showed a varying thickness from three to four feet. With the exception of the refuse deposit within II. ii already described, the most curious feature of these small apartments was their narrowness, particularly disproportionate to the thickness of the dividing walls. The one furthest to the northeast, II. ii, measured only four feet across, and the other two, iii and iv, nine feet six inches and four feet respectively. In the absence of distinctive finds—none were made in any of the three apartments—it seems difficult to guess their original purpose. But it is unlikely that they could have been constructed to serve as quarters. In view of the remarkable. thickness of the walls it has occurred to me that they might have been intended for store-rooms or possibly prison cells. It is obvious that an ancient Chinese ` Ya-mên ' at an important station would have needed both, just as they are usually provided in similar modern structures.
Dr. Hedin had found both rooms iii and iv filled with sand to a height of over three feet, and Documents
on clearing this had come upon ` only two or three pieces of torn paper '.' I myself had the floor, found ba tir.
over which a fresh layer of drift-sand had accumulated, carefully searched again without any result. It was left for Mr. Tachibana, on his rapid visit paid to this site in 1910, to discover here the interesting Chinese document dating from A. D. 324 and representing the draft of a letter from the Chang-chili Li Po, to which I shall have to recur below. From the verbal explanations that the young Japanese explorer was able to give me in the autumn of that year, he appears to have found it in an interstice of the brickwork of a wall within room iv, and at some height above its floor. The examination I was able to make of the little apartment in February, 1914, showed in two places shallow niches or holes which appeared to have been roughly broken out from the wall. In the absence of further and more exact information, I assume that Mr. Tachibana had made his interesting discovery in a small fissure or hole between two bricks and had subsequently enlarged it in the hope of finding more. It is impossible, of course, to guess how the crumpled-up sheet of paper had found its way into that fissure. But in any case its discovery in such a place suggests that the interior walls had at the time already lost the plastered surface which they must, no doubt, once have had, the structure being more or less in a state of ruin. Hence the discovery does not affect the doubt expressed above as to these rooms having been constructed for ordinary occupation as quarters.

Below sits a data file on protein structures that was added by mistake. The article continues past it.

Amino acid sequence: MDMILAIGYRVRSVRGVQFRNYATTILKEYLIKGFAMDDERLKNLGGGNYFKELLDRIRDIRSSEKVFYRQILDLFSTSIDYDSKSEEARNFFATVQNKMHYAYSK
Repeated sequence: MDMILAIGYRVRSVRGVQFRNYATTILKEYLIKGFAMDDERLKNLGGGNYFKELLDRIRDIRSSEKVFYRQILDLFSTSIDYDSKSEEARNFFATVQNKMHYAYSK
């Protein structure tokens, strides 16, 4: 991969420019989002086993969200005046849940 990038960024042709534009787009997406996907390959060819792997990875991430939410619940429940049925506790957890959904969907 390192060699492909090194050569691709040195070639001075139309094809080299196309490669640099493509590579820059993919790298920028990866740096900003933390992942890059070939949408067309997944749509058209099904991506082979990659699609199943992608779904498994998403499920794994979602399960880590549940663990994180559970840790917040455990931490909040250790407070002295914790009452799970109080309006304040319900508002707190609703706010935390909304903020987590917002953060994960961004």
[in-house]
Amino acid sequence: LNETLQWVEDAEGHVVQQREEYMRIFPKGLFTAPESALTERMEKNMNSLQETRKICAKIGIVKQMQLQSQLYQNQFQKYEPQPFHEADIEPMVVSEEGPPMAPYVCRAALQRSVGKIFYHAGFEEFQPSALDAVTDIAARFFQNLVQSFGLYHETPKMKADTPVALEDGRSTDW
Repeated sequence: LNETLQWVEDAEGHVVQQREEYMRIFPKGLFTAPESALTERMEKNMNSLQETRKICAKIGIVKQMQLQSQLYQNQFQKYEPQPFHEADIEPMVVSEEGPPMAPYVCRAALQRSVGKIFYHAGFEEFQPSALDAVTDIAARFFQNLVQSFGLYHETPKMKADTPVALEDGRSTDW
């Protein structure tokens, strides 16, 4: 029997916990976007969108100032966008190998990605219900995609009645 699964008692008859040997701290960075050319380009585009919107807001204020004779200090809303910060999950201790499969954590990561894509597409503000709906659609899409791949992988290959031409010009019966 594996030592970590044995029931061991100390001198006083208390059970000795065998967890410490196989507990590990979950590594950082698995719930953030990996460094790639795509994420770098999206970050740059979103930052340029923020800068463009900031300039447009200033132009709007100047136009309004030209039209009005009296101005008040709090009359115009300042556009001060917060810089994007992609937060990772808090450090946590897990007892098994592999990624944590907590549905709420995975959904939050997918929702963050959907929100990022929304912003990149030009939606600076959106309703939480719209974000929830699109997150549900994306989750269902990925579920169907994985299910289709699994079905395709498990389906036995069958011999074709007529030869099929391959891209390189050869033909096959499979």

Within the angle of the main wall and the north-eastern cross-wall of L.A. II lay the room v, Finds in
measuring about 3o by 12 feet inside. From the fact that along a portion of its north wall Îoom L.A.
there were found remains of a narrow platform, about two feet high, and in the wall behind it a cupboard-like recess about eight inches deep, it may, perhaps, be concluded that it had been used as a living apartment or office. In this room were found four Chinese documents on wooden slips, . among them two complete (Doc. Nos. 75o and 820) and one dated A. D. 263 (L.A. it. v. 3, Doc. No. 738). Embedded in the floor just below the platform lay the oblong tablet L.A. II. v. 5, showing remains of Kharosthi writing. It had probably reached this position some time before the site was abandoned ; for the wood was rotten and eaten by insects and the surface badly perished by damp. Here were also recovered a well-preserved bronze bolt, L.A. IL v. 002 (Plate XXXVI), with a square head at one end, and the fragment of a kiln-fired clay bowl, L.A. II. v. ooi, with a deep leaf-green glaze recalling Han pottery.
Immediately to the west lay a small detached structure built of timber and plaster, of Constructive
which two rooms, L.A. II. vi and vii still showed the lines of their walls marked b ri ht osts features in
> Y u P g P rooms L.A.
and remains of horizontal reed wattle (see Fig. io1, on extreme right). The room vi had at its II. vi, vii. north-east end a sitting platform built in clay, two feet eight inches high and five feet wide, approached by three steps. The wall dividing it from room vii showed remains of a panelled
' Cf. Hedin, Central Asia, ii. p. 633. 6 Cf. below, p. 4o9.
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